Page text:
IBM Smarter Planet Initiative

Image via Wikipedia

One of the buzzwords we hear in the marketing campaigns of this cloud era is the concept of Green. Some of the cloud providers target our guilt to sell their services. They clearly understand that most of us are very worried about the impact of global climate change and we are willing to do everything possible to stop/reduce it. So, every single cloud provider use the idea of going green in their marketing campaigns giving an impression that anything cloud computing is green. In this post, let us dig through the hype and cut to the chaff.

There are many ways in which we can make IT environment friendly and chief among them are the efficient use of compute resources and reduction of environment impact due to power and cooling. The former could be achieved by the effective use of virtualization and automation. The latter can be achieved by adding efficiency in power generation and cooling and, also, by tapping into non-conventional energy resources. An example for this approach is the new datacenter opened by IBM last week at their Research Triangle Park campus in North Carolina. The data center currently is using about 60,000 square feet of raised floor space consuming 6 megawatts of power, with the capacity to grow to 100,000 feet and 15 megawatts. At full capacity, the facility will be able to handle the computing needs of 40 to 50 clients. This datacenter could save 15% in the energy costs and they do this by increasing the efficiency of how the datacenter is operated.

IBM’s Smarter Planet initiative is designed to incorporate greater intelligence into infrastructures—from buildings, transportation systems and utilities to businesses and even cities—to make them run more efficiently. Along those lines, IBM has put in more than 8,000 branch circuit monitoring points that keep an eye on the systems, more than 2,000 sensors that gather temperature, pressure, humidity and air flow data from air conditioners, and more than 30,000 utility and environmental sensors that interconnect with IBM software tools. Data from these sensors can be analyzed to help with future planning for the building and for energy conservation.

Technically, you don’t have to be a cloud provider to do this and even traditional IT can embrace these strategies to reduce the impact on the environment.

However, cloud providers are uniquely positioned to be more effective in achieving the Green IT. By the very definition of cloud computing, they have

  • Multi-tenancy
  • Cloud Economics

incorporated in their business strategy. The consolidation of multiple customers using multi-tenancy will lead to lesser use of energy resources and a positive impact on the environment. The very presence of cloud economics, where the cloud providers offer compute resources for literally pennies, will force the providers to be more efficient in their IT and cut costs in every possible way. This means that the cloud providers will find ways to cut down drastically on the power and cooling costs, leading to a greener IT.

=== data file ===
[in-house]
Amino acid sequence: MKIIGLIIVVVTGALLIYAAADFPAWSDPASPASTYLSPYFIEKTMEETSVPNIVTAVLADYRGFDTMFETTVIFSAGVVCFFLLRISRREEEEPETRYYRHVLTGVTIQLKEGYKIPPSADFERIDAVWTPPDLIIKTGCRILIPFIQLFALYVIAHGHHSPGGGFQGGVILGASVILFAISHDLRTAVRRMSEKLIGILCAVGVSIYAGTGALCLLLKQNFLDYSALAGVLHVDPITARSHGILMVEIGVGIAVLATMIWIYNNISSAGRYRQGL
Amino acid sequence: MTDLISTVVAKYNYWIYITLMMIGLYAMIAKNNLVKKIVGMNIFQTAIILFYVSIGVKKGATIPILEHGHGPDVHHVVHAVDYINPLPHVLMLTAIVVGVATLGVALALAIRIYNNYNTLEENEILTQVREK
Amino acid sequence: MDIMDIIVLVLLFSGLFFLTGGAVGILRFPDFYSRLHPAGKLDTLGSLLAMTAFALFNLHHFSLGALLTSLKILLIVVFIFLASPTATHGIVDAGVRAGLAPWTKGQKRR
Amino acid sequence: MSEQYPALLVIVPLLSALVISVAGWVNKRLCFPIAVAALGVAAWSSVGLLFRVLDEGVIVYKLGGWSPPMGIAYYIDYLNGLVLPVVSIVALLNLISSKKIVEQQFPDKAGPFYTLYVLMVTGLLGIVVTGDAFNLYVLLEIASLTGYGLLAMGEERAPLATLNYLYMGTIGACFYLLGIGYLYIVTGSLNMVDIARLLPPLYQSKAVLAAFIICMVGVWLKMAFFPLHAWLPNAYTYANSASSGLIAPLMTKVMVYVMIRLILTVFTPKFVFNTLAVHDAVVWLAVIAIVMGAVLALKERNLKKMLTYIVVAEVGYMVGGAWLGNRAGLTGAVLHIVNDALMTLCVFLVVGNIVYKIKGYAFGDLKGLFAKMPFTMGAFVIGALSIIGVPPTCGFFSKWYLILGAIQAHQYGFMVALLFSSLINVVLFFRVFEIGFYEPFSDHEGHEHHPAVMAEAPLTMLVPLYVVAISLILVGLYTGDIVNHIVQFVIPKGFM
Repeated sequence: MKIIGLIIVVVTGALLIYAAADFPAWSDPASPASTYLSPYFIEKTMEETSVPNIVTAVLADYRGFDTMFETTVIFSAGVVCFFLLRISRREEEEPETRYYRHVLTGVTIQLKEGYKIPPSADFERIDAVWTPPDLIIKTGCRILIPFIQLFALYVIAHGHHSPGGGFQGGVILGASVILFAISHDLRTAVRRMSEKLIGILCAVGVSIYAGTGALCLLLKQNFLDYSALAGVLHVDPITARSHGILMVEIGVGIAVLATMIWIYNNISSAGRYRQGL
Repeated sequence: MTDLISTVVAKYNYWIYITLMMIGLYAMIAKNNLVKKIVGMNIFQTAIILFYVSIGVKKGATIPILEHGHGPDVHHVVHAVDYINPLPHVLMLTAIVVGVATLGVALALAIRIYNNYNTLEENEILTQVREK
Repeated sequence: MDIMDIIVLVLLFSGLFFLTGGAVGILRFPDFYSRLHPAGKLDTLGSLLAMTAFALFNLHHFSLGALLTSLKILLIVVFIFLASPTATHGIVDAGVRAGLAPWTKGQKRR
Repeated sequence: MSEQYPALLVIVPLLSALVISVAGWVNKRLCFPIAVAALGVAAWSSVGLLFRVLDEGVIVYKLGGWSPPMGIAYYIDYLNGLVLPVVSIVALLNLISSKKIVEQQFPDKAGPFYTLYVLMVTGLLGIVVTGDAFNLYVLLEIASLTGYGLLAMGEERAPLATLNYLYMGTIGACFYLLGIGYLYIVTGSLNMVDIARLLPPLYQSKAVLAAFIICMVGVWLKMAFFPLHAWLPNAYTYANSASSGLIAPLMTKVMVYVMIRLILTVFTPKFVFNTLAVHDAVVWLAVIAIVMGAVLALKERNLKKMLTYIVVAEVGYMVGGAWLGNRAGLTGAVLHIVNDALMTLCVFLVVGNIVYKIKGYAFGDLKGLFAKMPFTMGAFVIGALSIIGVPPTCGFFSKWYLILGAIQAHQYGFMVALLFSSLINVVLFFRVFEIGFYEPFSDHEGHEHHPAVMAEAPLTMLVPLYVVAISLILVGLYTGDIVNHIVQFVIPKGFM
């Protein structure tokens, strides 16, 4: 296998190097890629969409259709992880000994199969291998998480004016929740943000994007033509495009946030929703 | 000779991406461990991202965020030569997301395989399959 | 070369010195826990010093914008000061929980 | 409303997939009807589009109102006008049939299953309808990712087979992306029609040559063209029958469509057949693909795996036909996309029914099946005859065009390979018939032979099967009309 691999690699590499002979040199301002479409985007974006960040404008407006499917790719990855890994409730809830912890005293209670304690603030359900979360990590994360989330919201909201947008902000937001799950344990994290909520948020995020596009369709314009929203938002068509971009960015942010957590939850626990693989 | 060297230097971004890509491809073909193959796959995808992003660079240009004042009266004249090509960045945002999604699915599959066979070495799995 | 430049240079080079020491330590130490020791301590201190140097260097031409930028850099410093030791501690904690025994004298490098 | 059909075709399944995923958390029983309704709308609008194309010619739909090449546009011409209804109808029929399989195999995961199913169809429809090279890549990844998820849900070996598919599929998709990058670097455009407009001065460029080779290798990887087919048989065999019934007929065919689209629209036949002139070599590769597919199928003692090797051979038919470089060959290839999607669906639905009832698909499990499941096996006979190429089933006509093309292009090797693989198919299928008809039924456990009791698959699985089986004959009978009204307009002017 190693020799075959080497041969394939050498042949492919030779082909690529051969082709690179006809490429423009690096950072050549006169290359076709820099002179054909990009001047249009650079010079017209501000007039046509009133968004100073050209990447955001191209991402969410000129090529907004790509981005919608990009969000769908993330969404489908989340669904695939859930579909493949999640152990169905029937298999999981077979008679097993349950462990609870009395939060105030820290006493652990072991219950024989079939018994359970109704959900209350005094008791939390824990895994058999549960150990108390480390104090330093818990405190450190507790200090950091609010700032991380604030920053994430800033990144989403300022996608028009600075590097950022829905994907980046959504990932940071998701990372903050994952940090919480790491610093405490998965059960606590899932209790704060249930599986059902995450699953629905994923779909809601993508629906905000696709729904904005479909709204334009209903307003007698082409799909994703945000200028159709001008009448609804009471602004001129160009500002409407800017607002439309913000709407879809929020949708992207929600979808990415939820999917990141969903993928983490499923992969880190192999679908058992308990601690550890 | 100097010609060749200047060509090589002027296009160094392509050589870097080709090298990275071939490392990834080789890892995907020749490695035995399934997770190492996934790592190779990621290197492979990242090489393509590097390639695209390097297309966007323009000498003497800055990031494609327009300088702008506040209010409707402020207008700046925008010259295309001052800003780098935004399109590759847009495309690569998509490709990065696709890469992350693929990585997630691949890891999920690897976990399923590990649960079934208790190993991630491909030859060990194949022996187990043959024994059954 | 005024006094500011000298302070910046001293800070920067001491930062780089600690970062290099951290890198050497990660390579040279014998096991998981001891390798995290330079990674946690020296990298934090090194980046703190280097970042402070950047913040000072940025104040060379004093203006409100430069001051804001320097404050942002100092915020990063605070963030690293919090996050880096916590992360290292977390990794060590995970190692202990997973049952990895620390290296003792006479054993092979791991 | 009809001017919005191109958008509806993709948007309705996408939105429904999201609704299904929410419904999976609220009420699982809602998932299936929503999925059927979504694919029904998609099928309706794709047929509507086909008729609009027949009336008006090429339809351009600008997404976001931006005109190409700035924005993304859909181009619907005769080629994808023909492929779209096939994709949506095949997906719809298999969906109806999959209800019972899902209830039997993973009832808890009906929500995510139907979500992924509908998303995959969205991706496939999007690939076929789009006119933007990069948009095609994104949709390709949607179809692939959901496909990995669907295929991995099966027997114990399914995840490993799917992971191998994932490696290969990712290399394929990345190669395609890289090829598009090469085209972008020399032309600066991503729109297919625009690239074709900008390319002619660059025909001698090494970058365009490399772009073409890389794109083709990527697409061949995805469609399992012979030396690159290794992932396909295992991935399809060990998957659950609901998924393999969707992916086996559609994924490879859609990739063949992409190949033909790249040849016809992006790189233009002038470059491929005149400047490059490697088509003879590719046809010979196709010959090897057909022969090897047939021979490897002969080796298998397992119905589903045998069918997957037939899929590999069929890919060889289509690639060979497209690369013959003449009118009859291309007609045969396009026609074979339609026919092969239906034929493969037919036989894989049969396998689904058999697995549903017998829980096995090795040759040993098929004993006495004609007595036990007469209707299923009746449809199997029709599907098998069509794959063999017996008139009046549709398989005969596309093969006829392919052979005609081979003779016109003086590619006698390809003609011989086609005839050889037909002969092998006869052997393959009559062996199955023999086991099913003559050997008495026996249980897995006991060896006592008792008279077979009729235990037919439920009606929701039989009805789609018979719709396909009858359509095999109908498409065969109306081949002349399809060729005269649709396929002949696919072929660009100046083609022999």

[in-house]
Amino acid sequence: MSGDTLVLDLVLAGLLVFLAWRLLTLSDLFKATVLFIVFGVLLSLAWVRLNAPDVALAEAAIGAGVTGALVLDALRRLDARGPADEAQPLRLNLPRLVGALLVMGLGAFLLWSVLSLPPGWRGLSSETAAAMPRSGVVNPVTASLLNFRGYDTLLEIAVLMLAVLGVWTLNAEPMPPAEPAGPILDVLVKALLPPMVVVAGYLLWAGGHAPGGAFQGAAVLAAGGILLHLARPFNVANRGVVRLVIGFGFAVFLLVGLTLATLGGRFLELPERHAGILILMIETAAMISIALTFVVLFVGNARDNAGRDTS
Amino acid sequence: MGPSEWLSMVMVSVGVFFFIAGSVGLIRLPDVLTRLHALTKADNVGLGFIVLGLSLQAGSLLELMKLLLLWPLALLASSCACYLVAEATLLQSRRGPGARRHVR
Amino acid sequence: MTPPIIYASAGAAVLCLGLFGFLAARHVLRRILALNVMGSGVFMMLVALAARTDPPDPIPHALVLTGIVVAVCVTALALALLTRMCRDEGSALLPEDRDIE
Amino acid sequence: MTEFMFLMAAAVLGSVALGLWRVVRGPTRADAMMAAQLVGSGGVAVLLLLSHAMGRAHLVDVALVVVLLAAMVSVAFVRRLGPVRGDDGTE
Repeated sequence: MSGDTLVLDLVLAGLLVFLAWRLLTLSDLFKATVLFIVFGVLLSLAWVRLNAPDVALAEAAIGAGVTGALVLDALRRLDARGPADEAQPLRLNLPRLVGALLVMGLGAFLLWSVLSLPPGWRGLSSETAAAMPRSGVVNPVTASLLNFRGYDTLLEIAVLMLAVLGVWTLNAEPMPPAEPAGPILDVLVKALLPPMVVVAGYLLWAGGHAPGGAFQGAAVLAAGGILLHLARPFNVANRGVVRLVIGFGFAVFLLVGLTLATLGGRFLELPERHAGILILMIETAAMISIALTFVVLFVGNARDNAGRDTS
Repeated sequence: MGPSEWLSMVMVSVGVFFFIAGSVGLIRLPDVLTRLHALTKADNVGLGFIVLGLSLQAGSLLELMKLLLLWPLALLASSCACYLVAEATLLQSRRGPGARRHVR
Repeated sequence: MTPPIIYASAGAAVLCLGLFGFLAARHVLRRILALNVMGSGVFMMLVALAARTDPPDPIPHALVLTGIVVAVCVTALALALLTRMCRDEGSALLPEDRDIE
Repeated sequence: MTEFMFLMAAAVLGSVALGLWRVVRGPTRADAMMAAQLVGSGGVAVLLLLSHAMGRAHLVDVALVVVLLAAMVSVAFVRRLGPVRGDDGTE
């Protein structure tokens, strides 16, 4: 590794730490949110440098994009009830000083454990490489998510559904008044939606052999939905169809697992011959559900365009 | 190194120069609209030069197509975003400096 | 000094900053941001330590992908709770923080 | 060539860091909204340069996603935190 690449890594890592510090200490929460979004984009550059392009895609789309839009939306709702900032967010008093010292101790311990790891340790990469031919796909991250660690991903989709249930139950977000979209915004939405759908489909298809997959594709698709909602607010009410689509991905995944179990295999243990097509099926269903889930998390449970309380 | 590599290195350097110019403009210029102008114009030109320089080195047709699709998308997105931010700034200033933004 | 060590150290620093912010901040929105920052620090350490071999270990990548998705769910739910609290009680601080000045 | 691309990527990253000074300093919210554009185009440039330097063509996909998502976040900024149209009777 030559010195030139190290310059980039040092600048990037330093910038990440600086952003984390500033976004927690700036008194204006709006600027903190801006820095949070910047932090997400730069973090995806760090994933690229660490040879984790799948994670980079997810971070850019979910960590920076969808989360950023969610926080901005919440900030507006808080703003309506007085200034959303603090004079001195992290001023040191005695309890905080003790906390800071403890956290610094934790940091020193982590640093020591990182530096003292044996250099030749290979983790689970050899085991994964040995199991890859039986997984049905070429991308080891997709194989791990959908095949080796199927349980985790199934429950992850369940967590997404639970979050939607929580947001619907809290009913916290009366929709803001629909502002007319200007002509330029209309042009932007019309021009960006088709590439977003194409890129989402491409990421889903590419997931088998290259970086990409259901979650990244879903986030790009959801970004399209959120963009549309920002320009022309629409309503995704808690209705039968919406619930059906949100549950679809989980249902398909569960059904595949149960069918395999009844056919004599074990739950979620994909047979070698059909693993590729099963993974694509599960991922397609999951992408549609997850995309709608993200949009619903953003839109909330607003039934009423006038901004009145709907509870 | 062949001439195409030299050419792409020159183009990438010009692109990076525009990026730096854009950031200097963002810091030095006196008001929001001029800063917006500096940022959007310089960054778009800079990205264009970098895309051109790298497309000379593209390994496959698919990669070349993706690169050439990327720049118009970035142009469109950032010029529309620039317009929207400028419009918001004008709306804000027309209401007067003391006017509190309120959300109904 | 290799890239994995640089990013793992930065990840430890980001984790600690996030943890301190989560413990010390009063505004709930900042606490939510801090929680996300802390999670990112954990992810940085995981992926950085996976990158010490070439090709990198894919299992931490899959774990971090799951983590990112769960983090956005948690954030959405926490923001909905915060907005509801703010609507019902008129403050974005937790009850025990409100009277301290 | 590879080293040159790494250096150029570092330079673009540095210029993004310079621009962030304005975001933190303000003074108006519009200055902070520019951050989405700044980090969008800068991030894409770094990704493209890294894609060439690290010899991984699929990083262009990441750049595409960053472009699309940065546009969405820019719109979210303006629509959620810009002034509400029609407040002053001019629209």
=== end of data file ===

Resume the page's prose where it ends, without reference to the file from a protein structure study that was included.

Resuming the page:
In reality, none of these cloud providers like Amazon, Google, Microsoft, etc. offer any raw data to show how energy efficient they are with respect to the utilization of compute resources. Some players like Amazon employ ideas like Spot Instances which gives us some understanding of their strategy to maximize their resource usage. Still, there is no hard evidence available to show us that these cloud providers are much greener than the traditional IT vendors who are employing a good mix of virtualization and automation. Now, if we include the fact that many SaaS vendors don’t use the cloud infrastructure providers for their infrastructure needs and they either use their own datacenters or resort to the traditional managed hosting providers, the green claims gets more and more foggy.

There is too much hand waving going on when it comes to Cloud Computing and Green IT. There are no known hard data and unless the cloud vendors come forward with complete information about their energy efficiency, there is no way we can verify these claims. However, the following factors are clear

  • Even the traditional vendors can be highly energy efficient with a proper use of virtualization and automation
  • Cloud Computing offers us great opportunity to cut down tremendously on the energy costs
  • More importantly, the cloud computing era and the associated awareness regarding the environmental impact of IT has kick started a realization that we need not spend more money on running IT. This, in turn, has forced enterprises of all sizes and shapes to optimize their IT towards Green IT.

I take this post to call upon the cloud providers to come forward and offer some insights to customers by giving some raw numbers explaining their Green strategy. Such voluntary steps from vendors will go a long way in shaping sustainable, socially responsible capitalism.

CloudAve is exclusively sponsored by

Krishnan Subramanian

Krish dons several avatars including entrepreneur in exile, analyst cum researcher, technology evangelist, blogger, ex-physicist, social/political commentator, etc.. My main focus is research and analysis on various high impact topics in the fields of Open Source, Cloud Computing and the interface between them. I also evangelize Open Source and Cloud Computing in various media outlets, blogs and other public forums. I offer strategic advise to both Cloud Computing and Open Source providers and, also, help other companies take advantage of Open Source and Cloud Computing. In my opinion, Open Source commoditized software and Cloud Computing commoditized computing resources. A combination of these two developments offers a strong competitive advantage to companies of all sizes and shapes. Due to various factors, including fear, the adoption of both Open Source and Cloud Computing are relatively slow in the business sector. So, I take it upon myself to clear any confusion in this regard and educate, enrich and advise users/customers to take advantage of the benefits offered by these technologies. I am also a managing partner in two consulting companies based in India. I blog about Open Source topics at http://open.krishworld.com and Cloud Computing related topics at http://www.cloudave.com.

Leave a Reply